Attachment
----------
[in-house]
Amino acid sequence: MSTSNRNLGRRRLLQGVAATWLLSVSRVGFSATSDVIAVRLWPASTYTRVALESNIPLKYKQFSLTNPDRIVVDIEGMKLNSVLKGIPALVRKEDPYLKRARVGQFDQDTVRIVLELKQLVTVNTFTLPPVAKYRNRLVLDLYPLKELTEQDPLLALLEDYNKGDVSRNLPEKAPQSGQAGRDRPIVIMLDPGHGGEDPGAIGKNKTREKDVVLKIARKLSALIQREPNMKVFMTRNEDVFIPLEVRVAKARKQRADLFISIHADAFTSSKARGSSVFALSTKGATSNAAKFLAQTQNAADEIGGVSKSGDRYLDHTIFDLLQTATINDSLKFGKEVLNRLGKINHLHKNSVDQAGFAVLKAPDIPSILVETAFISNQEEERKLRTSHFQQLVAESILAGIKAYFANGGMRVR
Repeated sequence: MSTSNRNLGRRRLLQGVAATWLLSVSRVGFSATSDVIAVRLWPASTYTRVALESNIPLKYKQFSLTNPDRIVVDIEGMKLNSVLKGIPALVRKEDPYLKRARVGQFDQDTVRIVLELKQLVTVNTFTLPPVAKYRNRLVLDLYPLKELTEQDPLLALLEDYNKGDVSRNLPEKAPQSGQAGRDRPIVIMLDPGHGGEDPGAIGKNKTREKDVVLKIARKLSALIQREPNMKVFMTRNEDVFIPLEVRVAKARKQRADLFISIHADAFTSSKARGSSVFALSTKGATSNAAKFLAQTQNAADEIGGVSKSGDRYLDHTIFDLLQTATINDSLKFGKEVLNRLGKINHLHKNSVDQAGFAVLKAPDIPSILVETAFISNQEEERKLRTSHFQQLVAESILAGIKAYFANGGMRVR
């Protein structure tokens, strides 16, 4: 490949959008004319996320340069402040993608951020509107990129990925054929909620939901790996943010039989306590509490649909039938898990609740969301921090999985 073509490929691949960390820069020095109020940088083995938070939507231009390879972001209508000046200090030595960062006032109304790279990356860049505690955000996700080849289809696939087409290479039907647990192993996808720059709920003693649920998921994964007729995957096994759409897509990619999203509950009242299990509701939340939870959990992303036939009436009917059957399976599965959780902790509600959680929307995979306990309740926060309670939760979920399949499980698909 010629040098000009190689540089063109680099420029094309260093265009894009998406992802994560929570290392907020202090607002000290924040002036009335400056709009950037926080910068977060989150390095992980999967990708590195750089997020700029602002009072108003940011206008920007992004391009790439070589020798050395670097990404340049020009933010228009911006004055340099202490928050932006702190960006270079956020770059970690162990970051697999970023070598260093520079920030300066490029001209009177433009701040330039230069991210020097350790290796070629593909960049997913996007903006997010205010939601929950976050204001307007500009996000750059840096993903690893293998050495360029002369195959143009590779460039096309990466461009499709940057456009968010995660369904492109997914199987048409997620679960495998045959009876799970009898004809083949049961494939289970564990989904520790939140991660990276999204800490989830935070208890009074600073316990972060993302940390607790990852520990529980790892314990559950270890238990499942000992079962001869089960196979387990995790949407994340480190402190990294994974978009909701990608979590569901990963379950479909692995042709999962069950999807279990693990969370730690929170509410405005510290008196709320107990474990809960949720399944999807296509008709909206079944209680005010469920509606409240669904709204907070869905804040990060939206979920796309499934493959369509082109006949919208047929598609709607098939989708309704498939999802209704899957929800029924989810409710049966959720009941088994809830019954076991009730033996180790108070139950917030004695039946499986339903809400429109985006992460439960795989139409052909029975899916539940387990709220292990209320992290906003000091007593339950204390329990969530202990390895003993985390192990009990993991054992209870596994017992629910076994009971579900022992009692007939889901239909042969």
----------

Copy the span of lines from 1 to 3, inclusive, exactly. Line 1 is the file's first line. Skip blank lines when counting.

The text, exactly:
[in-house]
Amino acid sequence: MSTSNRNLGRRRLLQGVAATWLLSVSRVGFSATSDVIAVRLWPASTYTRVALESNIPLKYKQFSLTNPDRIVVDIEGMKLNSVLKGIPALVRKEDPYLKRARVGQFDQDTVRIVLELKQLVTVNTFTLPPVAKYRNRLVLDLYPLKELTEQDPLLALLEDYNKGDVSRNLPEKAPQSGQAGRDRPIVIMLDPGHGGEDPGAIGKNKTREKDVVLKIARKLSALIQREPNMKVFMTRNEDVFIPLEVRVAKARKQRADLFISIHADAFTSSKARGSSVFALSTKGATSNAAKFLAQTQNAADEIGGVSKSGDRYLDHTIFDLLQTATINDSLKFGKEVLNRLGKINHLHKNSVDQAGFAVLKAPDIPSILVETAFISNQEEERKLRTSHFQQLVAESILAGIKAYFANGGMRVR
Repeated sequence: MSTSNRNLGRRRLLQGVAATWLLSVSRVGFSATSDVIAVRLWPASTYTRVALESNIPLKYKQFSLTNPDRIVVDIEGMKLNSVLKGIPALVRKEDPYLKRARVGQFDQDTVRIVLELKQLVTVNTFTLPPVAKYRNRLVLDLYPLKELTEQDPLLALLEDYNKGDVSRNLPEKAPQSGQAGRDRPIVIMLDPGHGGEDPGAIGKNKTREKDVVLKIARKLSALIQREPNMKVFMTRNEDVFIPLEVRVAKARKQRADLFISIHADAFTSSKARGSSVFALSTKGATSNAAKFLAQTQNAADEIGGVSKSGDRYLDHTIFDLLQTATINDSLKFGKEVLNRLGKINHLHKNSVDQAGFAVLKAPDIPSILVETAFISNQEEERKLRTSHFQQLVAESILAGIKAYFANGGMRVR